“In some ways, fandom is a unique online community due to its longevity and its lack of ties to any particular platform,” Fiesler and Dym wrote. “In other ways, it is the prototype example.”
When I spoke with Dym this week, she distinguished Twitter’s current situation from what happened to LiveJournal—a one-two punch of policy changes and the Russian acquisition. “The death knell for LiveJournal had been rung already,” she said. “With Twitter, it’s different in that, you know, this is the first major upset in Twitter’s history.” For people to really start leaving on a large scale, she predicted, Musk would have to make significant changes that “erode trust in the platform.”
The other requirement for mass migration is a place to go. “There has to be a compelling reason to leave and a viable alternative option,” Fiesler told me. “An immediate viable alternative option … People are impatient.” She evoked the example of Tumblr’s ban on NSFW content in 2018, which resulted in a catastrophic loss of users for the site. Many of them tried to get their communities to relocate to the newer platform Pillowfort, but it lacked the infrastructure to handle such a huge influx. Other Tumblr users, inspired by the fan-owned fiction-hosting site Archive of Our Own, attempted to start their own social-media platform and collaborated in a massive Google doc with support from the Pinboard founder Maciej Cegłowski—but that effort petered out. Now the people who once used Tumblr for sexual content have either dispersed to smaller platforms (or Twitter) or trudged back to Tumblr and accepted its limitations.
At the moment, Mastodon is not really a compelling alternative to Twitter—in part because it’s hard to instantly set up. If you navigate to the site and click the “Create Account” button today, you’ll be greeted by a pop-up: “Creating an account on mastodon.social is currently not possible, but please keep in mind that you do not need an account specifically on mastodon.social to use Mastodon … Since Mastodon is decentralized, you can create an account on another server and still interact with this one.” The platform’s federated structure—a collection of servers that can communicate but have no central hub—means that there is a significant learning curve for new users, and that it will never serve the same broadcasting function as a site known to drive national discourse. It is better for communities that want to talk among themselves, which could also be said of alternatives such as Discord and Reddit. (Fiesler noted that “Academic Twitter” could possibly make the move to Mastodon, as could smaller subcultures that want to use something that looks and feels like Twitter.)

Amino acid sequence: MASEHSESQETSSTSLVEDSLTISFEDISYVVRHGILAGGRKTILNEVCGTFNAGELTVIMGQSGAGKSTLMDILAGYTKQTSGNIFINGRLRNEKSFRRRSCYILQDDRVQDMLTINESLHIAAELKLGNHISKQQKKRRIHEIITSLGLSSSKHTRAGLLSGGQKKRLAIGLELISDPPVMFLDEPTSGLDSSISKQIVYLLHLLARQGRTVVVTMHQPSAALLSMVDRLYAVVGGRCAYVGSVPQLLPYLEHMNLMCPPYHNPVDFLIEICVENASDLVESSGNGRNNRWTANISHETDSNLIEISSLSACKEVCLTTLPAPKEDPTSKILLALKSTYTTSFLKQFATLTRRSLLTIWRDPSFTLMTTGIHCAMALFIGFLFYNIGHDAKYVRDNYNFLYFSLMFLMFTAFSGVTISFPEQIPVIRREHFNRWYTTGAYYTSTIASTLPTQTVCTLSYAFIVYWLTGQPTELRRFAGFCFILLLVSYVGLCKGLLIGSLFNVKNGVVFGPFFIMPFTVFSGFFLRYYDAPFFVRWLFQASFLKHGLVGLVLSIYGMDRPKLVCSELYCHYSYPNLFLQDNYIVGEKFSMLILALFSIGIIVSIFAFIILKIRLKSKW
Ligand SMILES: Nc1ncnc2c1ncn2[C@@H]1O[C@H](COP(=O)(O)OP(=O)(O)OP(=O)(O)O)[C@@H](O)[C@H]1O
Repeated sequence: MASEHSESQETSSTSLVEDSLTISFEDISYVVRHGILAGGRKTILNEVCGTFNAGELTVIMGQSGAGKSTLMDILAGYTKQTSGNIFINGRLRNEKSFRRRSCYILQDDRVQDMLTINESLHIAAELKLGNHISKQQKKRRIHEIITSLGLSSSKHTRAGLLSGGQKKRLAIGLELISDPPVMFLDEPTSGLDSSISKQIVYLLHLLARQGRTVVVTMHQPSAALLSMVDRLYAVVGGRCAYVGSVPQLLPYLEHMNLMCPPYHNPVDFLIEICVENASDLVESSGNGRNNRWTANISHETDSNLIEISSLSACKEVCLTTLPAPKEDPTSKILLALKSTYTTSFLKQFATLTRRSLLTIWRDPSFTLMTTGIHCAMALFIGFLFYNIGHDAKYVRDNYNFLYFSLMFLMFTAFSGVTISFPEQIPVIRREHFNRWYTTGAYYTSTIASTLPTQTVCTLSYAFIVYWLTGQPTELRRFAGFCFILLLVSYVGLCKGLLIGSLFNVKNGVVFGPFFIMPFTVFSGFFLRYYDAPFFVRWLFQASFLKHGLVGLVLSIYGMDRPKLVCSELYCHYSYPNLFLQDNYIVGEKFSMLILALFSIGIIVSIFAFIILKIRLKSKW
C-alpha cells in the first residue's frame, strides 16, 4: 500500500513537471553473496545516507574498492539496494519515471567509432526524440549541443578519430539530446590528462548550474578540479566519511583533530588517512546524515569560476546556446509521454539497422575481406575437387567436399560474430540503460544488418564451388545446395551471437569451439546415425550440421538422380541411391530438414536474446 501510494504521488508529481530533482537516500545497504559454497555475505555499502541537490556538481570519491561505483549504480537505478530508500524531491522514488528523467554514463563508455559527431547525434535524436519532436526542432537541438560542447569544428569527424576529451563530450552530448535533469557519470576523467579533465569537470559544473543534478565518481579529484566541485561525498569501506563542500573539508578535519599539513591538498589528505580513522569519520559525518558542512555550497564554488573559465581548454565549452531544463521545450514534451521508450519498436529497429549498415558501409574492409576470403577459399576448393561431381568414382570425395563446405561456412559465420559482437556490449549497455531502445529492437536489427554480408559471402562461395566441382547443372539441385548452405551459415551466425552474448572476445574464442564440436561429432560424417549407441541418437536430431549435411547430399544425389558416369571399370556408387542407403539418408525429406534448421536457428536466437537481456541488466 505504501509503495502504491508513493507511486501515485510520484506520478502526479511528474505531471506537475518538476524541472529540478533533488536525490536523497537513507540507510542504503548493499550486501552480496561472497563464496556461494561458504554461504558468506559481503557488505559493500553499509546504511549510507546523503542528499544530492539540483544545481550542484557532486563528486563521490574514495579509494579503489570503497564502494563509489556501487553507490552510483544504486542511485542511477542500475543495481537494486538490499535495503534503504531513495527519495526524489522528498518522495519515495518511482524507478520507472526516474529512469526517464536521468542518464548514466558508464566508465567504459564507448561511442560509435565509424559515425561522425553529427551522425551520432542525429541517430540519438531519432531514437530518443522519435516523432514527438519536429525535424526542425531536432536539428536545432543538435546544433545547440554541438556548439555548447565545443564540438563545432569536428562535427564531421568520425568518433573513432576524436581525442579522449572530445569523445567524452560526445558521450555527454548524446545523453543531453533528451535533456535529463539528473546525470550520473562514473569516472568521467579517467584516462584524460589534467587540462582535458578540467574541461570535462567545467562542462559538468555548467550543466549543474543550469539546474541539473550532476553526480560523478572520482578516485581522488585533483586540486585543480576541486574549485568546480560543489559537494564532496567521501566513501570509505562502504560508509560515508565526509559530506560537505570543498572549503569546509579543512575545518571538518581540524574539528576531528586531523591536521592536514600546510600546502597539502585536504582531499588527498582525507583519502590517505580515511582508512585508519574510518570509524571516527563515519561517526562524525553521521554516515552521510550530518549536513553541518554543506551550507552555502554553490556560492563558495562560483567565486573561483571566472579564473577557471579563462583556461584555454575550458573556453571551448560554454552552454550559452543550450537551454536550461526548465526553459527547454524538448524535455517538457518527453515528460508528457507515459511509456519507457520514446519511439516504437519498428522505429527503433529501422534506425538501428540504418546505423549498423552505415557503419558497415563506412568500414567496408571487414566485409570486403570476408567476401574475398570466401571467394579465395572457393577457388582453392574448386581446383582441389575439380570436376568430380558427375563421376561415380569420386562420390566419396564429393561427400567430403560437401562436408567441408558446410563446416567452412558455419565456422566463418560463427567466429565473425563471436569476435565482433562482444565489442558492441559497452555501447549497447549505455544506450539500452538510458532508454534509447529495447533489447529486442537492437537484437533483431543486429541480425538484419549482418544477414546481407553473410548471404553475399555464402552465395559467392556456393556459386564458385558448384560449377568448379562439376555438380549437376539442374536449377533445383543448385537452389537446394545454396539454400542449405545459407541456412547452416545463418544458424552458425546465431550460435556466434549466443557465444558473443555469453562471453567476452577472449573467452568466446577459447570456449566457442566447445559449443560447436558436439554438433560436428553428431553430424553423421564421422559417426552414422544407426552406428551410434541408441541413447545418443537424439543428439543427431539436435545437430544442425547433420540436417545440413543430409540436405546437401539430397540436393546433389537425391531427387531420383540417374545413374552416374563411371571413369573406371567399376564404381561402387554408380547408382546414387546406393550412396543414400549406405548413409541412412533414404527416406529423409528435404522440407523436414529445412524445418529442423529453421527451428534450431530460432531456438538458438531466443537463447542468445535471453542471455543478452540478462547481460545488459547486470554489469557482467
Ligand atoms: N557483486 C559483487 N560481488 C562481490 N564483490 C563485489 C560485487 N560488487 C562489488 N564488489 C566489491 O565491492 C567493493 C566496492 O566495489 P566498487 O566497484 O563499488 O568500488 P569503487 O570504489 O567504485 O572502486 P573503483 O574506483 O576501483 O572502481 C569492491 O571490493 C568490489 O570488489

Perhaps most important, Fiesler and Dym’s paper notes the “pull” factor of network effects. People will go where their friends and the people they’re interested in go, and they won’t go without them (which is exactly why centralized platforms such as Facebook and Twitter have stayed so powerful for so long). This is why fandom migrations might be considered a relevant example: They have the group cohesion and coordination to get a substantial number of people to move all at once. But fandom is also a major organizing principle of politics. When Trump supporters, after being kicked off of Reddit, gathered on alternative forums of their own creation—or abandoned Twitter and picked up Parler or Truth Social—those were actions undertaken by a political fandom. If you think of the Millennial liberals associated with Twitter as a subculture that, in many ways, resembles a tightly knit fandom, it’s not impossible to imagine them doing the same.